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Week ahead: Credit unions call for more relief as Senate returns

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With some states beginning to lift stay-at-home orders and the Senate back in Washington – though House lawmakers remain in their home districts – credit unions are pushing for additional coronavirus relief.

Specifically, CUs and their advocates are eyeing funding for both the Community Development Financial Institutions Fund and the Community Development Revolving Loan Fund, additional monies for the Small Business Administration’s Paycheck Protection Program and adjustments to the member business lending cap.

Senators remain widely divided, however, on what relief should look like and how much more should be spent on revitalizing the economy as the deficit continues to expand.

The Small Business Administration released new data over the weekend on PPP loans, noting an average loan size of $79,000 for the more than 3.8 million loans processed since the program’s first round launched. Calls for additional funding continue from a variety of industries, though the Department of Justice has begun probing the program for potential cases of fraud.


“Credit unions are working around the clock, despite website crashes and technical glitches, to ensure their members’ loan applications are processed and their funds delivered to pay employees and meet expenses," Dan Berger, president and CEO of the National Association of Federally-Insured Credit Unions said on a call last week with members of the House Financial Services Committee.

As unemployment rises and the pandemic’s economic fallout worsens, industry groups continue to update their forecasts for how the economy might be impacted for the rest of the year and beyond. The latest forecast from the Credit Union National Association predicts a 35% annualized drop in real GDP, largely concentrated during the second quarter, along with increases in delinquencies and charge offs.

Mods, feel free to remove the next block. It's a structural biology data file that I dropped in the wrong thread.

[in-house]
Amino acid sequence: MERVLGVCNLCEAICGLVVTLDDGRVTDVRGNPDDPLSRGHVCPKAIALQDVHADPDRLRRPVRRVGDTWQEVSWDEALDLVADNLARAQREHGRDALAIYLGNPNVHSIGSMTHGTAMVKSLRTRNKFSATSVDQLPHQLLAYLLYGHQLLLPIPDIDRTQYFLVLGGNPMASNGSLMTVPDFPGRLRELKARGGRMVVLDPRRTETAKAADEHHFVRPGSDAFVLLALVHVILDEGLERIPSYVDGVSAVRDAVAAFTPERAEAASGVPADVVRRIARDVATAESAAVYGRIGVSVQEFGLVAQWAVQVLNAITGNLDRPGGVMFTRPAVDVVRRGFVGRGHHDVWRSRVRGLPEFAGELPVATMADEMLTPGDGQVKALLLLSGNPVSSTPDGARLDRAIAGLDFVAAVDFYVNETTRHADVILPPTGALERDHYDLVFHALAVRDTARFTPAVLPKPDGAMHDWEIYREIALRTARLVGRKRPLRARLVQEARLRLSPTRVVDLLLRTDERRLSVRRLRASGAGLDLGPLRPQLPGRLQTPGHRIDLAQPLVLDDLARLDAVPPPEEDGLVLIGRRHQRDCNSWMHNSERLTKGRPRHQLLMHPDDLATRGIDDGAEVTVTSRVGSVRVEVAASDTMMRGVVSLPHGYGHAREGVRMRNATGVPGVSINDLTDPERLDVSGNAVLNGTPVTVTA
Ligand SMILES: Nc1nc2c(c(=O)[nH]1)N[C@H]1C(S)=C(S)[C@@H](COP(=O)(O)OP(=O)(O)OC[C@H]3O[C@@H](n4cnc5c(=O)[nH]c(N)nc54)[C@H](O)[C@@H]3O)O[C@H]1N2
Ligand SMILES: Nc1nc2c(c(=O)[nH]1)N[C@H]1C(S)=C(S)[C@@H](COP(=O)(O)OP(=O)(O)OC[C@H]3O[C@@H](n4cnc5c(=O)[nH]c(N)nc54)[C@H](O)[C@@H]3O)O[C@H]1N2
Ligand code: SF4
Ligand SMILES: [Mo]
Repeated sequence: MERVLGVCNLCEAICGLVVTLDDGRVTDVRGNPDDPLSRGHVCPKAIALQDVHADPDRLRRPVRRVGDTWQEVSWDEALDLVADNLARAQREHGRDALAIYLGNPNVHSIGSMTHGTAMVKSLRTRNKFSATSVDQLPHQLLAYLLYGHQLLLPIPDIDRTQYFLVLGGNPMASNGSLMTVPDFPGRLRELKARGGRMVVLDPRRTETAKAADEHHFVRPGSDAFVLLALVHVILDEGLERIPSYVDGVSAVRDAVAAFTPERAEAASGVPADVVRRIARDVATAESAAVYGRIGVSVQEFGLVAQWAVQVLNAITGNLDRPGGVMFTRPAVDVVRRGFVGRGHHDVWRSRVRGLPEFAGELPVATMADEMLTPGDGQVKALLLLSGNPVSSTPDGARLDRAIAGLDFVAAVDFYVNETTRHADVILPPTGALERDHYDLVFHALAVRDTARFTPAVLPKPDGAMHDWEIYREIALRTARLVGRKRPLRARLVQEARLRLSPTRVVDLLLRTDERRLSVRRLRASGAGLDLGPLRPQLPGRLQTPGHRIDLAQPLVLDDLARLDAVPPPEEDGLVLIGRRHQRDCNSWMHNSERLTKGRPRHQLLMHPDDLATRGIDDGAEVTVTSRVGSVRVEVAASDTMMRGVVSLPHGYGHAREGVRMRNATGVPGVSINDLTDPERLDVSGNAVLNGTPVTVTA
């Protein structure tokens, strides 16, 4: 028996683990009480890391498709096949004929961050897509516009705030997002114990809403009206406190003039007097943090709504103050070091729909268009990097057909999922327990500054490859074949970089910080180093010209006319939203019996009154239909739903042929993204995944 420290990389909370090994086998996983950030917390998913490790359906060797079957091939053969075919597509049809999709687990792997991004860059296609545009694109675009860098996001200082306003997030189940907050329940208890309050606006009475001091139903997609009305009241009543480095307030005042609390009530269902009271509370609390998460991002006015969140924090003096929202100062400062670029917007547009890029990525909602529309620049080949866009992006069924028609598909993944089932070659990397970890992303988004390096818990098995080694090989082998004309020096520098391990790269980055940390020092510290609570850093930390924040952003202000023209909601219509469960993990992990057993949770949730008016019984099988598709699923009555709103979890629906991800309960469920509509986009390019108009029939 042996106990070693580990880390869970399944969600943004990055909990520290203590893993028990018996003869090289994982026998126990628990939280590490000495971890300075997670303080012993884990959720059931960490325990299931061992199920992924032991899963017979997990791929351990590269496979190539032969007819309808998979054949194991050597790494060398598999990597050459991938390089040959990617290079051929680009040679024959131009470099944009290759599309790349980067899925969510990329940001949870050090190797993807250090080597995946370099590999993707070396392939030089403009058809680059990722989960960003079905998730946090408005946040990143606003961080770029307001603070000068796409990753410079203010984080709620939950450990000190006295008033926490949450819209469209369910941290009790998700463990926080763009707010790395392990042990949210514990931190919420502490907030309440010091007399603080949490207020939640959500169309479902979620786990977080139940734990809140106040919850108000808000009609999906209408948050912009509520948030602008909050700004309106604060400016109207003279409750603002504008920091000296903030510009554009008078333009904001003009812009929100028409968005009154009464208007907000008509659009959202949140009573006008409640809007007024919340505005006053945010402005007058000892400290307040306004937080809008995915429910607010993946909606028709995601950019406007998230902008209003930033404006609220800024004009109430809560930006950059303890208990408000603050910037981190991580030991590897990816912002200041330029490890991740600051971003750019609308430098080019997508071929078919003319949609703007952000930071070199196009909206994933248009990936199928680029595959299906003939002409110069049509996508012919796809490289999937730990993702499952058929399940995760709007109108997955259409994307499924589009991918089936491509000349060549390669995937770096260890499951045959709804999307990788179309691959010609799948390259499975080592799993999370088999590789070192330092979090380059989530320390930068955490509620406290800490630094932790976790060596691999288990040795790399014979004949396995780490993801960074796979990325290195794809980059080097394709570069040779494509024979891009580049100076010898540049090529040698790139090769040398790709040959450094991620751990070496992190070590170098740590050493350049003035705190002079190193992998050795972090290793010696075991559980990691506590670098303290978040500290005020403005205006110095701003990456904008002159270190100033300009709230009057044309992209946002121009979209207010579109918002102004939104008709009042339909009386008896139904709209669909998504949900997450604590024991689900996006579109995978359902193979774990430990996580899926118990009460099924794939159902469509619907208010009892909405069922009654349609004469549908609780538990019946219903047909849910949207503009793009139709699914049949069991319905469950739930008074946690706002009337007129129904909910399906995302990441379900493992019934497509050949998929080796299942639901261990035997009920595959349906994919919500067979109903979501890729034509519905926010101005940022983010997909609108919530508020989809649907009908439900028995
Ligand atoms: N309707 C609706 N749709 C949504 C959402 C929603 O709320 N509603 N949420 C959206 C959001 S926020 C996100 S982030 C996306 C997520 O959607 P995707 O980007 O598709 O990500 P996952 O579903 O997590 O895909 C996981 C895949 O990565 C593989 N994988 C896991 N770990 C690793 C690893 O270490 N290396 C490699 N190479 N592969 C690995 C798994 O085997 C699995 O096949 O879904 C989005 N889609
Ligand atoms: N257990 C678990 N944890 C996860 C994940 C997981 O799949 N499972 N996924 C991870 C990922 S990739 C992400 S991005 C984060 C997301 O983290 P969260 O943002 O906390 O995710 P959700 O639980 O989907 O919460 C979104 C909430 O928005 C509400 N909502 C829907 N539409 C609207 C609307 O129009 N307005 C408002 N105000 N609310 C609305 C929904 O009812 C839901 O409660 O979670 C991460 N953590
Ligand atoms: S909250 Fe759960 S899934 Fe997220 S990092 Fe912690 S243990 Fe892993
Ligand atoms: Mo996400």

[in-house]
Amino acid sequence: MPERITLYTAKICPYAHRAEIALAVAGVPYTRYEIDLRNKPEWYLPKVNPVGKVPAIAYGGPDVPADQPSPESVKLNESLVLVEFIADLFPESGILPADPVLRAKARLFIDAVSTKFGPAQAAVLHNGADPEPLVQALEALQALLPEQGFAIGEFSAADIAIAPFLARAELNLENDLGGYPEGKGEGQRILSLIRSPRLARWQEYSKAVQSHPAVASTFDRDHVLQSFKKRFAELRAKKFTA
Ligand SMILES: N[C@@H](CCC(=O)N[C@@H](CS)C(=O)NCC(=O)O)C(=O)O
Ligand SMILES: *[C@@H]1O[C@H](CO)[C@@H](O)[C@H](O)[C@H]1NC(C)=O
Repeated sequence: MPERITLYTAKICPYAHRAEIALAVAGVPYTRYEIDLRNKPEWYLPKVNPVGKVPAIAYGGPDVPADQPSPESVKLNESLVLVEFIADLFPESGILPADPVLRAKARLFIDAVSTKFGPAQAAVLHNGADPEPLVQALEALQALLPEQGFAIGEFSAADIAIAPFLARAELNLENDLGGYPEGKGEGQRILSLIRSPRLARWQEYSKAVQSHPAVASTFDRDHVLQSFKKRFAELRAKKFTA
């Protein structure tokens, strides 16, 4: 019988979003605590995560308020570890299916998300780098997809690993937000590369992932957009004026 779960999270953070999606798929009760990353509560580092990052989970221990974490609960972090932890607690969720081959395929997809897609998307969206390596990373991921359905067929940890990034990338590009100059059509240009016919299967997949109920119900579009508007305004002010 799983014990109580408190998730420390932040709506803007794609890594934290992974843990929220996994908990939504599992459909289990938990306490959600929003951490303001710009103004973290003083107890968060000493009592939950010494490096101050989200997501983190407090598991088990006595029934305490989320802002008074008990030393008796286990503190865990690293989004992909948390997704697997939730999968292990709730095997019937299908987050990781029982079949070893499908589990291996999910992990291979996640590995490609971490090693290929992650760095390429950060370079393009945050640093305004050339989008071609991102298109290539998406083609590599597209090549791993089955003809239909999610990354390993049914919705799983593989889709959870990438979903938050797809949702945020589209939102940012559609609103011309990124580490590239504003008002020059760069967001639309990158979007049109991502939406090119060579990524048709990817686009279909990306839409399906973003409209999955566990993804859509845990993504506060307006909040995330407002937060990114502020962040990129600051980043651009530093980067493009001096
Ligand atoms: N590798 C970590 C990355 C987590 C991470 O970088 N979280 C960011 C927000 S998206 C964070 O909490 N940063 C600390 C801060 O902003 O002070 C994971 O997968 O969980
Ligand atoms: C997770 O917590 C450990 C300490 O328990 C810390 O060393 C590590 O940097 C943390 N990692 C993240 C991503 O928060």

This would represent the lowest drop in quarterly GDP since the Great Depression,” said Samira Salem, CUNA’s senior policy analyst.

A report last week from CUNA Mutual Group was similarly grim, suggesting membership growth for 2020 could be limited to just 1%, with only modest gains from there in 2021 and beyond. The firm expects loan growth for this year to drop to just 2%. Card revenue at CUs is also expected to decline significantly in the months ahead.

The Supreme Court resumed work Monday, broadcasting oral arguments live for the first time in its 230-year history. The panel is set to hear arguments regarding the constitutionality of the Telephone Consumer Protection Act this week, which credit unions have voiced concerns about for years. Industry groups suggest rules regarding autodialers could hamper credit unions’ legitimate communications with members.

The Consumer Financial Protection Bureau’s Credit Union Advisory Council is also weighing in on matters remotely, having held a teleconference late last week to discuss a host of matters related to the coronavirus, including consumer complaints as a result of the pandemic, its impact on the marketplace and more.

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